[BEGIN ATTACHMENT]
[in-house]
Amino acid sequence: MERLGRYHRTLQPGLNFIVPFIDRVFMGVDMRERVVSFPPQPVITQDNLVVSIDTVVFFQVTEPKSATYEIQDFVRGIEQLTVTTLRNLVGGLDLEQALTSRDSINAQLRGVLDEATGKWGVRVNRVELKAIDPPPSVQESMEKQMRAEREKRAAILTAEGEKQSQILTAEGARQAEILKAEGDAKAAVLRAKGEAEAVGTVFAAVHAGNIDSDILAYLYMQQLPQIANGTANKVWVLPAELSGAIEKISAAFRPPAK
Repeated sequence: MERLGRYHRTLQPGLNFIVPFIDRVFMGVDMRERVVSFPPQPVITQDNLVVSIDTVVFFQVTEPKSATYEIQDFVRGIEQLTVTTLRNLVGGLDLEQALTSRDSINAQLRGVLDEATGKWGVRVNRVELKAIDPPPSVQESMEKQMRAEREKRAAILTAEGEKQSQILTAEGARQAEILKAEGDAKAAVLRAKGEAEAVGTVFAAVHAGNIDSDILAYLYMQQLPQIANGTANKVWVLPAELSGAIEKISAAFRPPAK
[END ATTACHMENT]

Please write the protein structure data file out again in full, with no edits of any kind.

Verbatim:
[in-house]
Amino acid sequence: MERLGRYHRTLQPGLNFIVPFIDRVFMGVDMRERVVSFPPQPVITQDNLVVSIDTVVFFQVTEPKSATYEIQDFVRGIEQLTVTTLRNLVGGLDLEQALTSRDSINAQLRGVLDEATGKWGVRVNRVELKAIDPPPSVQESMEKQMRAEREKRAAILTAEGEKQSQILTAEGARQAEILKAEGDAKAAVLRAKGEAEAVGTVFAAVHAGNIDSDILAYLYMQQLPQIANGTANKVWVLPAELSGAIEKISAAFRPPAK
Repeated sequence: MERLGRYHRTLQPGLNFIVPFIDRVFMGVDMRERVVSFPPQPVITQDNLVVSIDTVVFFQVTEPKSATYEIQDFVRGIEQLTVTTLRNLVGGLDLEQALTSRDSINAQLRGVLDEATGKWGVRVNRVELKAIDPPPSVQESMEKQMRAEREKRAAILTAEGEKQSQILTAEGARQAEILKAEGDAKAAVLRAKGEAEAVGTVFAAVHAGNIDSDILAYLYMQQLPQIANGTANKVWVLPAELSGAIEKISAAFRPPAK